Falun Gong practitioners yesterday warned Taiwan against Beijing's "one country, two systems" policy.
Before the UK handed Hong Kong over to China in 1997, Beijing promised to maintain the legal and political institutions in Hong Kong for 50 years following the handover.
"Only 10 years after Hong Kong's return [to China], we're experiencing more and more repression from Beijing," said Chu Wan-chih (朱婉琪), a Human Rights Law Foundation lawyer who has been assisting arrested Falun Gong practitioners in Hong Kong.
Falun Gong is a spiritual practice introduced by Li Hongzhi (李洪志) in 1992. Falun Gong has been banned in China, and has been branded an "evil cult" by the Beijing government. Practitioners in China are often prosecuted and tortured.
Although Hong Kong enjoys special administrative status under China's "one country, two systems" policy, Falun Gong practitioners and supporters are now facing tighter control, and sometimes threats, from Beijing Chu said.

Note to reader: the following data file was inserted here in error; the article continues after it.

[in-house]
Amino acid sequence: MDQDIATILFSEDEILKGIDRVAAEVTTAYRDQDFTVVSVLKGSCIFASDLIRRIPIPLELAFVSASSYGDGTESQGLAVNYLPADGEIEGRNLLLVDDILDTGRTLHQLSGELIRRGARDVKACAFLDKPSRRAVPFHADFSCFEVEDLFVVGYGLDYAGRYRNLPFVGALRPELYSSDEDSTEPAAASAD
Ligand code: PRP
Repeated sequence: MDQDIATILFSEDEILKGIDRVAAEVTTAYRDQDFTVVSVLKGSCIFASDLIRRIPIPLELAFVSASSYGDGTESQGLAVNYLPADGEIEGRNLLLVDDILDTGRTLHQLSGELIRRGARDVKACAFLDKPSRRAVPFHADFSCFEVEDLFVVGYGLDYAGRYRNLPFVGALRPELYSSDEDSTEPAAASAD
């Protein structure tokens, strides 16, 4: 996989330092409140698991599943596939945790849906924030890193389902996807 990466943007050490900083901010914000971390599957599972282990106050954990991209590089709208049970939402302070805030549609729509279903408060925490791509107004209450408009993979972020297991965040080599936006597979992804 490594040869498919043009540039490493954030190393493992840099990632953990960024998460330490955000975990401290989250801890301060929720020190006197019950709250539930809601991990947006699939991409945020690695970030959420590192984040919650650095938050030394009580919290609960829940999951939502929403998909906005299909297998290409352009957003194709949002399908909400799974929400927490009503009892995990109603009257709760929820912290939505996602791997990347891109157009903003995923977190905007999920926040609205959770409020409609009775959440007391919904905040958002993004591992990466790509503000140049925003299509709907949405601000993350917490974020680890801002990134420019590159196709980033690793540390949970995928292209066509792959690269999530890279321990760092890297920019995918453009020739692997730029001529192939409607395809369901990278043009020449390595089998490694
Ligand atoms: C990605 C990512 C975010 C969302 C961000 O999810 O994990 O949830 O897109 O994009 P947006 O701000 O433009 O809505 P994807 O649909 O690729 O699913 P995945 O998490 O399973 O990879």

"Falun Gong practitioners in Hong Kong, whether locals or foreigners, are often closely watched and followed by Chinese officials," Chu, accompanied by Falun Gong practitioners and their sympathizers, said at a press conference in Taipei yesterday.
Chu then told the press conference that she had also been harassed.
"Once, when I was in Hong Kong, I got a phone call as I walked into my hotel room after dinner," she said. "The caller, speaking in Mandarin with a Chinese accent, kept telling me, `You should know who I am,' and `I've been watching you since you arrived at the airport.'"
Chu said she was disappointed with China's "one country, two systems" policy in Hong Kong, and warned "all Taiwanese people with any expectations of the system ? to look at Hong Kong as an example."
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